One of the most important lessons the family educators try to instill in their parents are the benefits of active reading with a child. At each visit, educators bring books and will remind parents of how important it is to read to their children as early and frequently as possible.

“A lot of the time, the families I work with [the parents] are high-school dropouts, or they themselves don’t read very much, and when they are reading they aren’t really engaging or interacting with the kids,” Delgado said.

The family educators take time to model for parents how to interact with a child when reading a book.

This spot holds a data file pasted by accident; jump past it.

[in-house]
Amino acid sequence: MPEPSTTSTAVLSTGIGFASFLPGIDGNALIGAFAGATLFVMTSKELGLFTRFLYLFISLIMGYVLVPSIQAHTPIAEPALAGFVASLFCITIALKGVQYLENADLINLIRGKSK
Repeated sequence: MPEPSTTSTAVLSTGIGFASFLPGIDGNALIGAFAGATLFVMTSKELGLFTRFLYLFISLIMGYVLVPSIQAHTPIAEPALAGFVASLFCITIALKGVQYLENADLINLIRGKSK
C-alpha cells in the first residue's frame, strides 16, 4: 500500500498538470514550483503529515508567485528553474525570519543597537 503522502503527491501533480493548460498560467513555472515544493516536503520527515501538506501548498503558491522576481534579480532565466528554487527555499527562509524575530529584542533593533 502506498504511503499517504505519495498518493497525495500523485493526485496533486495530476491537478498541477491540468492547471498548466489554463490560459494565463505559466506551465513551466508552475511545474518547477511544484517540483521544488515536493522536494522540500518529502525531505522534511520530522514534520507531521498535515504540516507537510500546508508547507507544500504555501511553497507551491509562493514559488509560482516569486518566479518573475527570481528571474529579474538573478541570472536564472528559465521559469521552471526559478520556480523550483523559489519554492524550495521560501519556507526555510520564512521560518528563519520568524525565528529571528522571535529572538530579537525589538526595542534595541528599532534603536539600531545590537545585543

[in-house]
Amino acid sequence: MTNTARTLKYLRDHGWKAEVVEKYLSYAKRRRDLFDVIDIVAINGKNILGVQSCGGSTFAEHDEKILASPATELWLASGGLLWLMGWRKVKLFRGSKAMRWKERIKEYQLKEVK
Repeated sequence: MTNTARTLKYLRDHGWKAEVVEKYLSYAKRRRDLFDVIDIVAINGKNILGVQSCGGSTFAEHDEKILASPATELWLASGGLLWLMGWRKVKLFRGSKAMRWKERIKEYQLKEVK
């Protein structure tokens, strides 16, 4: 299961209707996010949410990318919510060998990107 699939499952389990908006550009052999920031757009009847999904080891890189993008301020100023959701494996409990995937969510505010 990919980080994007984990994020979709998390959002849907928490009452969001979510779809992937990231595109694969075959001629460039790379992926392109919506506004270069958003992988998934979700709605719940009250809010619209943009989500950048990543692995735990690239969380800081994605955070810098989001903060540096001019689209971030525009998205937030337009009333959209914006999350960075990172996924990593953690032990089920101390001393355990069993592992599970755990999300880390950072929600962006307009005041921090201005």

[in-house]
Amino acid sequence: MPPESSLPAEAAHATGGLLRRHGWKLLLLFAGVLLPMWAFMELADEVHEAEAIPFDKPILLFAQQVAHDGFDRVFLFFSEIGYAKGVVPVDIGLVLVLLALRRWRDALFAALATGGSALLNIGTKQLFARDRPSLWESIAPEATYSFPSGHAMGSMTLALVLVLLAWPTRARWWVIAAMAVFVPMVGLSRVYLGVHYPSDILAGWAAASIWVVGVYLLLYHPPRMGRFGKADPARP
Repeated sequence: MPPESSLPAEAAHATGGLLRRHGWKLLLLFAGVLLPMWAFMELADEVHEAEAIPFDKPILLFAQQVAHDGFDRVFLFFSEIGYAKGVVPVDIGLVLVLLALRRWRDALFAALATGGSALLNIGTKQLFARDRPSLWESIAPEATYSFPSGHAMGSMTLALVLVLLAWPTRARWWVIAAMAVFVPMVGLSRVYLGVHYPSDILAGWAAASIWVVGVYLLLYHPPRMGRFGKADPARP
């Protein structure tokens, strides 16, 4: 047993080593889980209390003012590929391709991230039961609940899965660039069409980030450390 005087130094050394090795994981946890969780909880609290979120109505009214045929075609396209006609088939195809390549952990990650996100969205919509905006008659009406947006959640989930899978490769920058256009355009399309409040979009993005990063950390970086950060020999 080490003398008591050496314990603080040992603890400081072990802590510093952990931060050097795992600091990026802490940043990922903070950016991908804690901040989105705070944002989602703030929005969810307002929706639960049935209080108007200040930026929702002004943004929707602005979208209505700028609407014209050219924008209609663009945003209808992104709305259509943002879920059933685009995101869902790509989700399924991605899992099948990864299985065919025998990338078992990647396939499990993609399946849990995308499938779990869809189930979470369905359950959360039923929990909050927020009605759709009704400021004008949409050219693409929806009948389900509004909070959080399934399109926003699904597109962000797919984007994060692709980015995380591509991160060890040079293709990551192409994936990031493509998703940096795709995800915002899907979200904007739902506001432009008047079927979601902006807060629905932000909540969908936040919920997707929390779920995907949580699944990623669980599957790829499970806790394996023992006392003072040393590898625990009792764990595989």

“I’m sitting on the floor with the kids, getting excited, asking them questions, asking them about the pictures,” Delgado said. “If I can tell they are not really engaged in the story or if they are getting bored, I will make something up that will get them excited.”

But at the core of all the activities, and at the heart of the family educator message, is active and ongoing parent involvement and interaction with their child.

“We also do a parent/child interaction activity,” Delgado said. “In that activity, we are working in one of the developmental domains, like fine motor skills, language, cognitive, social, or emotional, and whichever one we do, we focus on that. For example, I was working with a child who didn’t have good fine motor skills. We would practice cutting, playing with play dough, practice drawing, and I would bring those activities based on where their delays are.”